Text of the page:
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Question DetailsAsked on 2/16/2014

Cost for kitchen backsplash installed, 9.5ft x 3ft?

I want to have some nice but not crazy expensive tile installed in the kitchen of our condo. The length is about 9.5 feet (under 10 feet) and at the highest, less than 3 feet.

Is it really around $1,500?

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2 Answers


It is hard to say without knowing the tile being used. A tile backsplash is a very labor intensive tile job because it is such a small area and on top of that it is an difficult area to work in. In most kitchens you are talking about working under a space that is 18 inches high for the greater part of the kitchen and there are no large areas to make good time on. The number of cuts for outlets, switches, cabinet corners and such slows the installer down. I would say that $600 to $800 would be the normal labor charge but could be higher. I have spent the better part of the day just cutting the tile for a simple focal point or mural behind the cooktop. You also have to figure in there will be a second day involved grouting the tile. If it is something like tumbled marble you have to figure time in sealing the tiles before installation so the grout does not penetrate into the tiles and then a return trip to seal after job is done.

If I had an idea as to the type of tile, cost of tile and any trim I might be able to give a better idea of the costs.

Answered 6 years ago by ContractorDon


Here is another answer to a similar question sometime back - figure 4x4 and larger tile about same price as mat mosaic tile (mosaic mounted on nylon backing sheet so installing sheets of tile rather than individual mosaic pieces).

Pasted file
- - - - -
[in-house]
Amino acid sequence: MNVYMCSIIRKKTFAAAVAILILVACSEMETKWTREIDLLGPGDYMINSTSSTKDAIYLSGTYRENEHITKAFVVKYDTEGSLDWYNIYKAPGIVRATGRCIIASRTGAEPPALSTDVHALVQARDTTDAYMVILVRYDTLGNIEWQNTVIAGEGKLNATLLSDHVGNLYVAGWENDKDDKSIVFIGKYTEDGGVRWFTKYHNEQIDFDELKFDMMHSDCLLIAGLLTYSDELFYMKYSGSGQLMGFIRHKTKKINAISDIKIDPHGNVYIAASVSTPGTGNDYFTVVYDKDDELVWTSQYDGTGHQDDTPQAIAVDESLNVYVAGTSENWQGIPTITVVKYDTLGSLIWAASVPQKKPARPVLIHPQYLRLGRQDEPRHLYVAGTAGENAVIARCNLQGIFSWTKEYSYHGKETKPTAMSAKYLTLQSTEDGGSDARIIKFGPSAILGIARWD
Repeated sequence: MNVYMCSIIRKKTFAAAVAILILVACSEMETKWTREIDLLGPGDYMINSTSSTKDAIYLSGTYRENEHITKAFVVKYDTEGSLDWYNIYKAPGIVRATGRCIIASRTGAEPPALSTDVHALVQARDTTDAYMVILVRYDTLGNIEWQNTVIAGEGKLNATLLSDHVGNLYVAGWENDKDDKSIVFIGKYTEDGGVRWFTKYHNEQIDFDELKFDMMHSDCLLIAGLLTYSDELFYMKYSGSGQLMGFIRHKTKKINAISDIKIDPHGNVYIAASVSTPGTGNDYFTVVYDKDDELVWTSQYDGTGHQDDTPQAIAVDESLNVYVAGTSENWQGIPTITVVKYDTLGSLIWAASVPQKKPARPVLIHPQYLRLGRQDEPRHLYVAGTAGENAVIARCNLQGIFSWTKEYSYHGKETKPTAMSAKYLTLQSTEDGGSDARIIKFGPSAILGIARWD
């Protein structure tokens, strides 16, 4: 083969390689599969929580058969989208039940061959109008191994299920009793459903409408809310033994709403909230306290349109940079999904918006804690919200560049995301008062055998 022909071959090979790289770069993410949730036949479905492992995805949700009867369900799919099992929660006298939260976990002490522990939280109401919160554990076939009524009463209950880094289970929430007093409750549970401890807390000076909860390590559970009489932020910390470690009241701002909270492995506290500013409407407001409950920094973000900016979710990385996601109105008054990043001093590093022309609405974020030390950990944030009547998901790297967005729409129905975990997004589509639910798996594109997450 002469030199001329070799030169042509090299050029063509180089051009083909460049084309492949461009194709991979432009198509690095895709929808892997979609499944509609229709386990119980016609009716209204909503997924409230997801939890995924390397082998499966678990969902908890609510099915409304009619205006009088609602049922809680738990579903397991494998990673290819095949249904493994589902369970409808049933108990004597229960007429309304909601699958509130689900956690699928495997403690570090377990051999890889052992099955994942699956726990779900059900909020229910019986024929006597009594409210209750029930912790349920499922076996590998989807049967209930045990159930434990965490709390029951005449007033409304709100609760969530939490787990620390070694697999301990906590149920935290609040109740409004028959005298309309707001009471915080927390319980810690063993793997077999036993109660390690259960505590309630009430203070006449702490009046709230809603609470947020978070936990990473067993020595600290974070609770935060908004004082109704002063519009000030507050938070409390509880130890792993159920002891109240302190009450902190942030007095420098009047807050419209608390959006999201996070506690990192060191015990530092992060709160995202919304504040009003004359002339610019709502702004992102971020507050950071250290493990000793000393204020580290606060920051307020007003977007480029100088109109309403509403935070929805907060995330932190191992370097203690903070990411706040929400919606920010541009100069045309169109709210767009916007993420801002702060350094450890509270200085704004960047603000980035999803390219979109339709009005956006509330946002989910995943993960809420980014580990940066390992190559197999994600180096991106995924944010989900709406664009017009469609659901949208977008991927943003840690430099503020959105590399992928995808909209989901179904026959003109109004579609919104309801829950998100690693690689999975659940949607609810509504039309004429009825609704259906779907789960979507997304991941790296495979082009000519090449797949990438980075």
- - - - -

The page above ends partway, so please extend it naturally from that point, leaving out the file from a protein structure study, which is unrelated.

I am going to assume any wallpaper has been stripped and the surface cleaned of glue residue - otherwise, painted or bare drywall assumed. Assuming being treated as a dry tile job (only rare water contact, no soaking in - so does not need waterproof backer board) I would figure this job at 2 hours prep through scratch coat, 2 hours laying tile, 2 hours grout and cleanup/polishing/sealing - for a total of 6 hours (though actually has to be on 3 different work days) - that would be about $250 in labor on very low end, to $400 range more likely, to maybe $500 high end. This assumes he is not driving very far, because 3 visits are needed to allow setting time at each step.

The tile itself can run from about $2 or a bit less for cheap box store tile, to $10/SF for higher end fancier ceramic or porcelain tile, to of course up to $100/SF or even more for individually painted and glazed or metallic-gilted tiles. So, for your case, maybe $5-10/SF tile = $125-250 tile, plus about $100 miscellaneous materials/costs, yielding a total estimate of about $500-850 by my estimate - probably $100-150 more if water resistant backer board is installed. (Plug in your own tile cost to get a better match to your condition, if you know what tile you want already). About 7-14 day total job duration, as scratch coat needs curing overnight, then grout needs to cure a weekk or so before being sealed.